Objective: Periostin is an extracellular matrix protein secreted by airway epithelium and pulmonary fibroblasts. Periostin was shown to play a role in eosinophilic airway inflammation. This study evaluated the serum periostin levels and exhaled nitric oxide (FeNO) in children with asthma.
Materials and Methods: A total of 60 children with intermittent and mild persistent asthma (29 of them were allergic, and 31 of them were nonallergic) and a control group comprising 30 healthy children, ages between 7 and 17 years, were included in the study. Demographic and clinical data of the patients were recorded. The levels of FeNO and serum periostin were measured.
Results: The serum periostin level was significantly correlated with age (59.08±12.79 ng/dL in 6–12 years and 46.18 ± 11.64 ng/dL in 13–18 years, p<0.001). No statistically significant difference was detected between the children with allergic and nonallergic asthma. The FeNO values were not different in the patient and the control groups. When the correlation between NO and periostin values of the only allergic patients was considered, no statistically significant difference was found (r = 0.327, p=0.077). Also, the serum periostin levels were higher in polysensitized children compared with only pollen sensitivity, but the `p` value was not at the significance level (58.2±15.1 and 44.65±8.3, p=0.065).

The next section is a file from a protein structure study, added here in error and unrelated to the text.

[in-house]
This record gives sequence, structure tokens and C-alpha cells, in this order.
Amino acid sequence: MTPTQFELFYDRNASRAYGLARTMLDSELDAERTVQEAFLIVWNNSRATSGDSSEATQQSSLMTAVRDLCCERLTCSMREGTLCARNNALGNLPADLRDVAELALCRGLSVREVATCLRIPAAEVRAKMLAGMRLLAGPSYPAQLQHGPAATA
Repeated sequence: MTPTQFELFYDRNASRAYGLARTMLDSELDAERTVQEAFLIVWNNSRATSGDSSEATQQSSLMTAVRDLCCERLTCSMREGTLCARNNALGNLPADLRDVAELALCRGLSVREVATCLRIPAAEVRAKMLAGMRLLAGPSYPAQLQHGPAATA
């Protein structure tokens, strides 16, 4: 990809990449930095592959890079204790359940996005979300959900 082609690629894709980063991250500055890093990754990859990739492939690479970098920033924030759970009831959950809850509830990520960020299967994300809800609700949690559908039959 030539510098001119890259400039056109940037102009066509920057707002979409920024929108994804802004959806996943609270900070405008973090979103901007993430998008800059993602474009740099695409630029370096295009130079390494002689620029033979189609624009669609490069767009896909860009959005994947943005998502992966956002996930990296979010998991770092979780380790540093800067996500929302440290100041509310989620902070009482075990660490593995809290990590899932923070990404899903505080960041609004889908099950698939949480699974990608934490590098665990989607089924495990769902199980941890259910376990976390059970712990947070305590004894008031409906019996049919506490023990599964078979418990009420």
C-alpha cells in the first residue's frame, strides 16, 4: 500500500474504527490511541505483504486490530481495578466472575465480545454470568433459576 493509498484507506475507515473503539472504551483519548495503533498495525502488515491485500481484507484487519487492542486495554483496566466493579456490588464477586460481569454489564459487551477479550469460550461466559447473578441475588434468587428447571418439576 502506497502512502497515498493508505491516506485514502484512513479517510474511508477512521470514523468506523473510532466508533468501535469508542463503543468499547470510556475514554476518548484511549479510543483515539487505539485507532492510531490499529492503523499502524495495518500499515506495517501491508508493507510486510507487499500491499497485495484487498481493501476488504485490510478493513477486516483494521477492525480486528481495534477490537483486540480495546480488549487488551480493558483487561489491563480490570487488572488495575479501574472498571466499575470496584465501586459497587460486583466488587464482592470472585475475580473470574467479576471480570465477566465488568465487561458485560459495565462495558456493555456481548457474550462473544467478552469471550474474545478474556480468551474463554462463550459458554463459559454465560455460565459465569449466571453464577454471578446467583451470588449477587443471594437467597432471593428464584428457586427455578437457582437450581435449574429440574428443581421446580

Conclusion: In this study, serum periostin level was evaluated as a biomarker in children with asthma and it was correlated with age. No significant difference was detected in the serum periostin level of children with intermittent and mild-persistent asthma. Further studies are needed to evaluate serum periostin levels in children with moderate and severe-persistent asthma.